OK, let's be sure we are talking about the same thing. This thread concerns MIDI signals via a USB to Host connection. MIDI by itself has little to no latency. Latency appears in this scenario when you have to deal with (for example) a VSTi, audio driver, and the appropriate output buffers.


Yes. MIDI is limited by the rest of the system, and that’s USB in this case. No creature on Earth can percept these latencies. smile

Originally Posted by DragonPianoPlayer
I'm thinking that the VSTi and audio drivers are the biggest sources of latency in this scenario. I would agree that the latency due to the buffers scales inversely with the sample frequency. You can also minimize the latency of the audio driver by using an ASIO driver (on Windows, because this works directly with the hardware and does not need to program through multiple interface layers, if I understand the importance of ASIO drivers).


Yes, in case we’re dealing with an old PC, but I guess whoever wants to do stuff we’re discussing here will buy a good enough computer in a year or two. By good enough I mean capable of making latency produced by VST host and VSTi close to zero. And aving ASIO, we’re basically left only with buffer latency.

Originally Posted by DragonPianoPlayer
Doesn't the DAW need to move or create twice the amount of data at 44k as at 22k? Aren't the sample sizes on the disks or in RAM twice as big? Or am I missing something here? I'm lookin at this from the viewpoint of someone with a degree in physics.


Right. You’re not missing anything. I slept well, so neither am I. smile

A friend of mine has a studio not far from my apartment. For this sort of games, he uses Phenom II 550, 4 GB DDR3 1333MHz. I’m not sure about HDD. Interface is M-Audio, both controller and audio processing unit. Again, not sure about models. I tried it and it works.
Posted By: daro

Re: Question "USB to HOST" feature - 10/05/09 05:54 PM

Originally Posted by Nikola Tulimirovic
Originally Posted by daro
Increasing sample rate only increases the frequency that can be represented. The waveform for an A440 sampled at 1K is absolutely identical to an A440 sampled at 192K.


Having a higher frequency leaves you with more time slots to put sound to, therefore allowing you to push sound through your computer a little bit faster. Not only that, but that’s the point here.


I'm sorry but this is completely wrong. "Sound" is not pushed through the system, mathematical representations are, and the sampling rate only has meaning with the respect to the particular wave being sampled. Again, an A440 is represented in its entirety by sampling at 1K. There is absolutely no additional information in an A440 sampled at 192K that isn't there at 1K, so all the extra data beyond that is simply a zero, not a place that other sounds can be stuffed into.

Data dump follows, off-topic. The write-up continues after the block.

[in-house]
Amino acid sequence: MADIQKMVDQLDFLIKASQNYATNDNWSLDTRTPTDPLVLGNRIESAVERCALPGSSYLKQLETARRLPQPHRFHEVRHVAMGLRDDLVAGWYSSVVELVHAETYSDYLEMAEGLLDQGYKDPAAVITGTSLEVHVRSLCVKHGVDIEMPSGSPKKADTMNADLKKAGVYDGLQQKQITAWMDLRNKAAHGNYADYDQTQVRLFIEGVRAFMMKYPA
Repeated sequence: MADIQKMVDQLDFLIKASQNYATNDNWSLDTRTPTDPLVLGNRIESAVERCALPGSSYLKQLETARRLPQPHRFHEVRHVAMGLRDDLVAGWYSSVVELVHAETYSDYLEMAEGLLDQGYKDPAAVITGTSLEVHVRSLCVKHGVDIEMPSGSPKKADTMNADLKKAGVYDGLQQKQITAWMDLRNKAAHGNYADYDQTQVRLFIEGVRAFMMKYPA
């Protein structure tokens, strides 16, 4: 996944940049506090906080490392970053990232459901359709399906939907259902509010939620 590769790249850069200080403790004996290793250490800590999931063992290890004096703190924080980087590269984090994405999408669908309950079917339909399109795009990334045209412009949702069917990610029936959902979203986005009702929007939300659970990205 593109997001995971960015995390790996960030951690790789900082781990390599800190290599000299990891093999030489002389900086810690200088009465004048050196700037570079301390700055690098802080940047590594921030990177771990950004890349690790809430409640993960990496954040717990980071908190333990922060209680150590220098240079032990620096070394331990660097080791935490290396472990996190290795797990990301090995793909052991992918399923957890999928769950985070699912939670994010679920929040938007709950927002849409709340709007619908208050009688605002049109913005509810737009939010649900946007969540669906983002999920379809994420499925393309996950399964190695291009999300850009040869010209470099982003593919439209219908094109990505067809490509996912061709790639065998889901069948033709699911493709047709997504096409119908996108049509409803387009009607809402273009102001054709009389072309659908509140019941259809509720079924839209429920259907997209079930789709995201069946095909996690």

Originally Posted by Nikola Tulimirovic
Originally Posted by daro
Also, the engineering of such converters requires a compromise between speed and accuracy, so unless the 192K converter is extremely expensive, it may very well be introducing some distortion just by itself that simply wouldn't occur at a lower rate.


I believe ASUS Xonar Essence STX can help a lot. Also, you may go with 96kHz, if you hear distortion while playing at 192kHz.


I would respectfully suggest that you check out Dan Lavry's website. He's the designer of some of the highest-end converters in the world, and he's written several white papers that address this issue far more cogently than I can, as well as including all the relevant math if you're so inclined.
Posted By: Budimir Grom

Re: Question "USB to HOST" feature - 10/05/09 10:14 PM

You’re probably right... Sound doesn’t go through the system. Mathematical representations do...

Now, let’s get back to the point. Again, it’s not recording. It’s playing. When I hit the key, I want my mathematical representation to travel as fast as possible (<5ms), so that I do not notice any delay. Dan says 44kHz is more than enough and 192 kHz makes distortion? OK. Let's see what happens... In order to get buffer latency under 5ms, we have to decrease buffer size under 220 samples. Doing that, we often end up with clicks and pops, which are a lot worse than beforementioned distortion. So, what do we do? We increase sample rate to 96kHz and buffer size to 512 samples, possibly removing all the clicks, because CPU peaks don’t double. If that doesn’t work, we double to 192/1024. CPU peaks, again, don’t double. If that doesn’t work, we better go shopping.
Posted By: megabyzus

Re: Question "USB to HOST" feature - 11/26/12 09:24 PM

Hi, can someone help me with this question about the USB to HOST OUT on my future keyboard before I purchase it?:

If I connect the keyboard to an iPad(or computer) with GarageBand(or similar software) and select a type of loop/sound on GarageBand, say a drum, once I play a note on the kbd, will I hear the drum on my kbd speakers or only on the iPad (or computer)? Note the kbd has an USB to Host output.


Thanks, in advance!

Mo